Protesting against traditional interpretations that tame theancient philosopher by observing him through a lens of conventionalwisdom, George Rudebusch s Socrates presents acompelling case for taking Socrates arguments and wildconclusions seriously, not merely as abstract exercises incross-examining ideas of human excellence, but as a heavenly wayfor human beings to live. Rudebusch is rightly keen to emphasize the philosophical value of that content rather than its historical accuracy. Offers a highly original study of Socrates and his thought, accessible to contemporary readers Argues that through studying Socrates we can learn practicalwisdom to apply to our lives Lovingly crafted with humour, thought-experiments and literaryreferences from the Iliad to Harry Potter , and withclose reading sof key Socratic arguments Aids readers with diagrams to make clear complex arguments Can we learn, through the model of Socrates, practical wisdom thatwe can apply to our lives? Moreover there is a danger on this approach that one ends up tying oneself in knots, and I don't think Rudebusch entirely escapes this. Remarkably comprehensive in its scope, it is throughout lucid, engaging and provocative. One of the key exhibits for Rudebusch in this regard is the Protagoras , where Socrates certainly might be taken to be advocating in his own name the thesis that all of human excellence is to be identified with a kind of knowledge. From the Apology and Crito, it is clear that Socrates believes virtue to be the supreme good.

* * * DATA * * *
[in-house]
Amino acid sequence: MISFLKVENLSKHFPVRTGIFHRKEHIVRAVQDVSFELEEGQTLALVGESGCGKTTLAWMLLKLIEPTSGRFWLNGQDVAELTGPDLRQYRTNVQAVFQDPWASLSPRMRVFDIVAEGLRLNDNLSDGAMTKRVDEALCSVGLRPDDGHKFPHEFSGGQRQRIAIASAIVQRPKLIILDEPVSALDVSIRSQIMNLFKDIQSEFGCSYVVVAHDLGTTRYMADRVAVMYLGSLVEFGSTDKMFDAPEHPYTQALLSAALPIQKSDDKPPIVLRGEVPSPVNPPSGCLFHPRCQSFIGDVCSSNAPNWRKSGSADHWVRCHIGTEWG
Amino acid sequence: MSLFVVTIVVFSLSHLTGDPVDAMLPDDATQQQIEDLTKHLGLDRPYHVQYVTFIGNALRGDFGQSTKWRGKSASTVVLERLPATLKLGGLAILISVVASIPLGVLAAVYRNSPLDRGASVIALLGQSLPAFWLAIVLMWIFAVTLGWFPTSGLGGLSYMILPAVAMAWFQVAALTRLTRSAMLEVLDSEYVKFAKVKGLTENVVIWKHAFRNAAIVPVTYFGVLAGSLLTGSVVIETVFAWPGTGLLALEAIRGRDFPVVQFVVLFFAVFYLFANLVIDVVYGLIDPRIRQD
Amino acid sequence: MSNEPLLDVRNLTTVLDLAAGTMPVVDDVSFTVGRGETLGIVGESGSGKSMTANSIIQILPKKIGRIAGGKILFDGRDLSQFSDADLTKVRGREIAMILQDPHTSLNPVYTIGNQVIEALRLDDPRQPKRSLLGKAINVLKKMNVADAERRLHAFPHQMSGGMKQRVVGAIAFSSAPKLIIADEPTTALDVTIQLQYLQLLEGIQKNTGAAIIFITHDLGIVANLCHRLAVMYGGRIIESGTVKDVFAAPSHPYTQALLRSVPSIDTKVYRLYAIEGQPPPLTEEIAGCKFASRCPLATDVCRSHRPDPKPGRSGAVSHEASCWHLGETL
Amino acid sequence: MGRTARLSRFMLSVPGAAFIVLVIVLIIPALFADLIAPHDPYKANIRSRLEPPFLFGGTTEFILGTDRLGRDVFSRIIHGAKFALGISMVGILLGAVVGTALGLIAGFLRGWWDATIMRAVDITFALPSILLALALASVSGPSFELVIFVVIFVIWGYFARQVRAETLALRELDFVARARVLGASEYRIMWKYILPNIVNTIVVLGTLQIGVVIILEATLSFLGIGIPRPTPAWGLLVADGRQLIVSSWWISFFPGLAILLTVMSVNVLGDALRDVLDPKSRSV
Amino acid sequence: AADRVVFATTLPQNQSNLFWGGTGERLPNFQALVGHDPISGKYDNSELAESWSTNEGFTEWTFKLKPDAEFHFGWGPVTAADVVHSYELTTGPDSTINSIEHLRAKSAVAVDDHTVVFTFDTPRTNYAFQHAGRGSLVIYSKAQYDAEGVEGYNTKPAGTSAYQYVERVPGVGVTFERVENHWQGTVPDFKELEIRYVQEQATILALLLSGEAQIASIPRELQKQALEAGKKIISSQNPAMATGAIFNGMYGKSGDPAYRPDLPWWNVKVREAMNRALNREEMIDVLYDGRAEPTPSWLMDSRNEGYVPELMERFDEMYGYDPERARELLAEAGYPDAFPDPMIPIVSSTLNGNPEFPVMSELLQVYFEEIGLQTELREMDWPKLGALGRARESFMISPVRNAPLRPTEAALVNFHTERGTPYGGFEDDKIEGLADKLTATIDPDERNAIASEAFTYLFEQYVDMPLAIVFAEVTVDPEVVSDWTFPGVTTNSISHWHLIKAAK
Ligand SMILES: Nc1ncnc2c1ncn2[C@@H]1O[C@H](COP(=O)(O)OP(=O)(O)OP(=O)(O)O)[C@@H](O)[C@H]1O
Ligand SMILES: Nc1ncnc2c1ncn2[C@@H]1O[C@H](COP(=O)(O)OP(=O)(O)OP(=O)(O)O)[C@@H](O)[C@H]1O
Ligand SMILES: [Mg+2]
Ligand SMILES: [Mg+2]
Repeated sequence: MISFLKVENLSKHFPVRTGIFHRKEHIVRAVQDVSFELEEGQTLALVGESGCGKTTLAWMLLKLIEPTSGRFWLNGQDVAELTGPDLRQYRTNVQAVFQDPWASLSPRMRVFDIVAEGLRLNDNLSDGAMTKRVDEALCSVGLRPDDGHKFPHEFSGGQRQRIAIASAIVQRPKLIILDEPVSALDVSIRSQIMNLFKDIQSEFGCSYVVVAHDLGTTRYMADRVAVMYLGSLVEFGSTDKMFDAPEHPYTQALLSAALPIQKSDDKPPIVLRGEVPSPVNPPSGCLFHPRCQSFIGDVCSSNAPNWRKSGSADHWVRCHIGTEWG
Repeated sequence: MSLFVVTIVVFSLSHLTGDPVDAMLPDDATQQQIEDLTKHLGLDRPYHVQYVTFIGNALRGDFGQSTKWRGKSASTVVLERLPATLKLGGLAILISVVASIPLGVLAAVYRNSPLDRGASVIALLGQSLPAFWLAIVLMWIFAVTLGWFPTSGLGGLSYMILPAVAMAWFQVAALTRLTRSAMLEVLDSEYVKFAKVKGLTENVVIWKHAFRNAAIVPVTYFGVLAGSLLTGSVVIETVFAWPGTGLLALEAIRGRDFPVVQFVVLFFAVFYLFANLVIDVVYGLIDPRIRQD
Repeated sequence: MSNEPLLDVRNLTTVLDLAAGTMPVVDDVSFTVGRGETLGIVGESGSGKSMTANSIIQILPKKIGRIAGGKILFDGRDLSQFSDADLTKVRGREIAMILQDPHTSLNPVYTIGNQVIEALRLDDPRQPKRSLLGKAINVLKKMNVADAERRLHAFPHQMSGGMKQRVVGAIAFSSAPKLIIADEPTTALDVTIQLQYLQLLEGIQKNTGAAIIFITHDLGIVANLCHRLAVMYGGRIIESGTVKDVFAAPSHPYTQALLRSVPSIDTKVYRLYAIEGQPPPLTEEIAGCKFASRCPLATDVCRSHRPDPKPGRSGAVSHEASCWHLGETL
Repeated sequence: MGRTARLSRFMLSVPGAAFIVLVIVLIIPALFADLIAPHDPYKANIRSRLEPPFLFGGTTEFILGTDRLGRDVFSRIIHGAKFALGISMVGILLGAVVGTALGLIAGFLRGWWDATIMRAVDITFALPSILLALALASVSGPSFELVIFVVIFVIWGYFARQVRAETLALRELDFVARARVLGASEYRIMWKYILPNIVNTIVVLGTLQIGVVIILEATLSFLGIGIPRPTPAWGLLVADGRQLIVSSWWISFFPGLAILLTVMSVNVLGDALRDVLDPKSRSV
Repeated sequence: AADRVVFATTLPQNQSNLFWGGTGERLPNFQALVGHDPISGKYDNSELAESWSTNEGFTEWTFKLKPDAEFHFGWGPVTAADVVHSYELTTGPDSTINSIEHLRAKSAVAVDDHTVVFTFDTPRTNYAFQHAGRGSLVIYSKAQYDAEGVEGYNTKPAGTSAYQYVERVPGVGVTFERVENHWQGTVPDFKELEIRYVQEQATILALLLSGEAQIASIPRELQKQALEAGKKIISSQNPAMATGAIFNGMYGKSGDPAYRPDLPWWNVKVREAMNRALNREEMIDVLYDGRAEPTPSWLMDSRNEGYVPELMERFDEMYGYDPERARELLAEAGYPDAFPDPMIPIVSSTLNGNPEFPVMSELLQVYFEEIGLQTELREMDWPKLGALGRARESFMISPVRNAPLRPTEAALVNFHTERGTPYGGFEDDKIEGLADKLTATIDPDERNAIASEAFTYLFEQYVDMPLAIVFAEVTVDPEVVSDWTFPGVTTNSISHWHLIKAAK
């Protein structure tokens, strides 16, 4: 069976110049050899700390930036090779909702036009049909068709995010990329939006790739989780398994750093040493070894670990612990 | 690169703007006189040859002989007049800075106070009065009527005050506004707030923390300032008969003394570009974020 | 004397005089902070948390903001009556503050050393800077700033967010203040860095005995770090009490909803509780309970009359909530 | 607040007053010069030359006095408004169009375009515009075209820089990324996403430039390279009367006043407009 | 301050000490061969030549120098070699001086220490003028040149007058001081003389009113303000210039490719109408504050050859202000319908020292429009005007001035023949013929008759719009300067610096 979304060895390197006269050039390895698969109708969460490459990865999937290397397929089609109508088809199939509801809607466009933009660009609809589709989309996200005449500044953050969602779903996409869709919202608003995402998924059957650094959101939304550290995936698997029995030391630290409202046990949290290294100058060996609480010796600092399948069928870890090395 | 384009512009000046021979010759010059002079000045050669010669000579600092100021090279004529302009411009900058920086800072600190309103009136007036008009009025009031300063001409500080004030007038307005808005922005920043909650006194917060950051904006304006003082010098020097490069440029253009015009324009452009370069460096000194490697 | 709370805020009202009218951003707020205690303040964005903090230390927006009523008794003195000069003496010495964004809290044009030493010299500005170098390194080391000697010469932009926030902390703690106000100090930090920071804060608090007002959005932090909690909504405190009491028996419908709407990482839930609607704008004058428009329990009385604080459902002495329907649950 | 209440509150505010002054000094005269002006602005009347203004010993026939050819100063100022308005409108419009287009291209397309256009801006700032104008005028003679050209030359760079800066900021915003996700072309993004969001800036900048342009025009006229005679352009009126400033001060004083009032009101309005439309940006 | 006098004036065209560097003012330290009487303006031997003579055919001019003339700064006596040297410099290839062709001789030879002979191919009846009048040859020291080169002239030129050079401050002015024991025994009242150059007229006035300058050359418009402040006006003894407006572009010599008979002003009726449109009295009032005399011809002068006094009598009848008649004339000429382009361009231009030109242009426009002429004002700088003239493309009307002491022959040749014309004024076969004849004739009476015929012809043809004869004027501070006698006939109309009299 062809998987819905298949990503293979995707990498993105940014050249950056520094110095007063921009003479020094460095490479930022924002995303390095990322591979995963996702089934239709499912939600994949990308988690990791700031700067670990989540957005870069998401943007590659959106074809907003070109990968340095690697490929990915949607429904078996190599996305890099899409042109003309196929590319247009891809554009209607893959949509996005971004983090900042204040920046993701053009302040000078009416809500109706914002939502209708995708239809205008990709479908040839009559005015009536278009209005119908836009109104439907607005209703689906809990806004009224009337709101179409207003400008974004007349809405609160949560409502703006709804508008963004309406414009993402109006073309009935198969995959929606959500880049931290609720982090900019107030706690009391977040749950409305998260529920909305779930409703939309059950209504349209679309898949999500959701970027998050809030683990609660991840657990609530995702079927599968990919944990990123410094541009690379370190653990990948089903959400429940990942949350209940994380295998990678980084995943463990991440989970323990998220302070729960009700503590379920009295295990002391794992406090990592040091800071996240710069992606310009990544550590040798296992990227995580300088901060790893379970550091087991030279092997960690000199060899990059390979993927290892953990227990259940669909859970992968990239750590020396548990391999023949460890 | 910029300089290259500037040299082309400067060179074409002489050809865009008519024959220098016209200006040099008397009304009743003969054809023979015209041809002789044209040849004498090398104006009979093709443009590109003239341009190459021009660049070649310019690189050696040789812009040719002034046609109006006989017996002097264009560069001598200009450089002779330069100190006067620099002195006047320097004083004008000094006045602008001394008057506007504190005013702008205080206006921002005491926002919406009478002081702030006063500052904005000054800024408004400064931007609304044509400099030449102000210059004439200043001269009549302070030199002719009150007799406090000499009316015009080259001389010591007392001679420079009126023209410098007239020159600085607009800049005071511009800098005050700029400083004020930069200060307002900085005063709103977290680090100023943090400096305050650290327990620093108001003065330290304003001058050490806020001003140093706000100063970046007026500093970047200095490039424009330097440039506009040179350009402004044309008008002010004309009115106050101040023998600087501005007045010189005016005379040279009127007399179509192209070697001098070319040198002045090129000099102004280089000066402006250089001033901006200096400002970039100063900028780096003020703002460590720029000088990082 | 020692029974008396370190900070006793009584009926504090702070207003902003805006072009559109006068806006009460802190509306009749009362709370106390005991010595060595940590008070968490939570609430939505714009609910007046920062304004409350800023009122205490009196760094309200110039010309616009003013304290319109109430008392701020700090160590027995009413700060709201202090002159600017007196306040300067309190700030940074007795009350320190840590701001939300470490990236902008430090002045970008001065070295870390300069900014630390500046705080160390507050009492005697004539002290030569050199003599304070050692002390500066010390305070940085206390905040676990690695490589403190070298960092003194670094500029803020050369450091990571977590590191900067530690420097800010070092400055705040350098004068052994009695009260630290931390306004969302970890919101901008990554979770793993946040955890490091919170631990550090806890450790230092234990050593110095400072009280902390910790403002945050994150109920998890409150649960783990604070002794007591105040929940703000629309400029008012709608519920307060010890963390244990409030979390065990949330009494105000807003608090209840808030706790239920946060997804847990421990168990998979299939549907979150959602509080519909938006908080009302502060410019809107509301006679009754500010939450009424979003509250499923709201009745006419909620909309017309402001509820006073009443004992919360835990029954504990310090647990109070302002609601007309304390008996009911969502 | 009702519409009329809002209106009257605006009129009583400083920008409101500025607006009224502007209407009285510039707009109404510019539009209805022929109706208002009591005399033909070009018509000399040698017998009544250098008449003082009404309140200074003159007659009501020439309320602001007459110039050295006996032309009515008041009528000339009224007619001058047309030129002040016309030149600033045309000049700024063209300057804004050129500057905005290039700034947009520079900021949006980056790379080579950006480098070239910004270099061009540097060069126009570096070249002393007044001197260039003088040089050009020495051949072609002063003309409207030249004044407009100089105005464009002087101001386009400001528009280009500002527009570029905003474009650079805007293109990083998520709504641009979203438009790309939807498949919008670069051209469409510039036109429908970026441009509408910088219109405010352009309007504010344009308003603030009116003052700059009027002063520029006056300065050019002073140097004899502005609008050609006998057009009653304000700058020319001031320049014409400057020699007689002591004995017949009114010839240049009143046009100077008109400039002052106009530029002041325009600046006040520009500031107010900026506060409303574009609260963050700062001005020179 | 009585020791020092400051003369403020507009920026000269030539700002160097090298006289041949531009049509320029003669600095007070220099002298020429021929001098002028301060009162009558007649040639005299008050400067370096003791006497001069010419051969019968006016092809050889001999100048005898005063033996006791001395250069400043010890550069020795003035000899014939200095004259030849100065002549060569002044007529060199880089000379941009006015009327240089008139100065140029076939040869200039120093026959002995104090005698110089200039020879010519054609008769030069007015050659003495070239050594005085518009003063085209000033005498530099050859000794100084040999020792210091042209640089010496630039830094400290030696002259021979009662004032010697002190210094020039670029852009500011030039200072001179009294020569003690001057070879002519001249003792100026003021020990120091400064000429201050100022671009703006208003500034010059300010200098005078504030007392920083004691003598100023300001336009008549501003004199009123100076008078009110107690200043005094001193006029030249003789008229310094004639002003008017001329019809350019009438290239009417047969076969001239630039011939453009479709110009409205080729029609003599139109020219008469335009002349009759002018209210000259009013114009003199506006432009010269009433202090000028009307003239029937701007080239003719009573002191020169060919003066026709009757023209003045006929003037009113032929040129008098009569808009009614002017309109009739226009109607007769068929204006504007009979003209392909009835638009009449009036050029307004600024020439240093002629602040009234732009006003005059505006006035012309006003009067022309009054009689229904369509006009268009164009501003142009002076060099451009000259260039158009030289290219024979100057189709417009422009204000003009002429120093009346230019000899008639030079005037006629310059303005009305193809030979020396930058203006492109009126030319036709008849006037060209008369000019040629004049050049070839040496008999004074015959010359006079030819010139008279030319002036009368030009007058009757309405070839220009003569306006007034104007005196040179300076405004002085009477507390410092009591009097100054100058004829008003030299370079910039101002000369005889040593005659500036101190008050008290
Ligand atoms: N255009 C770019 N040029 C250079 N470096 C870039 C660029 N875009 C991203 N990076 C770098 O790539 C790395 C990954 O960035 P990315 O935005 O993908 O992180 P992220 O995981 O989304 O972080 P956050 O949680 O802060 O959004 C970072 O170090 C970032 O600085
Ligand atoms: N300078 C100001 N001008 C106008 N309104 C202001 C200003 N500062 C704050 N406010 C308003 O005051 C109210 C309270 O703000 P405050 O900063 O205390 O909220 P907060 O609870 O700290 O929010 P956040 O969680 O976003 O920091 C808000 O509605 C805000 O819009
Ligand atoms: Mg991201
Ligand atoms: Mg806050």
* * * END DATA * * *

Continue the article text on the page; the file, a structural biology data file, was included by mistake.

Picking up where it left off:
. But it is a tribute to Rudebusch that he succeeds by and large in conveying the sense of strangeness and challenge that these indeed radical positions should still have for us. Reverence The Crito : 15. Division in Plato is today associated with the so-called method of division. Socrates presents a compelling case for some life-changingconclusions that follow from a close reading of Socrates'arguments.
Socrates, Pleasure, and Value George Rudebusch In this study, George Rudebusch addresses whether Socrates was a hedonist--whether he believed pleasure to be the good. Of course one can argue that putting forward a hypothesis such as that bravery is merely a part of virtue, which an interlocutor is likely to accept, is dialectically more effective in exposing mental confusion than offering a more exotic thesis. We review eleven distinct interpretive options, many of which stretch back more than a hundred years, finding all of them untenable. Last Words Epilogue: Socrates or Plato? Socrates presents a compelling case for some life-changing conclusions that follow from a close reading of Socrates' arguments. It is no mean feat that Rudebusch has written a book that is both accessible to beginners in philosophy and required reading for scholars of ancient philosophy.
Intellectualism about human virtue is the thesis that virtue is knowledge. In Socratic Moral Psychology, Brickhouse and Smith propose to solve the problem by finding a coherent account. The argument is as follows: Socrates in the Protagoras and Gorgias can consistently and compellingly speak of pleasure as the good for human beings chs. George Rudebusch's 'Socrates' presents a compelling case for taking Socrates' arguments and wild conclusions seriously, not merely as abstract exercises in cross examining ideas of human excellence, but as a heavenly way for human beings to live. Interpreting Socrates The Apology : 2. فما هو إلا تأملات للمؤلف و انطباعاته الخاصة عن سقراط.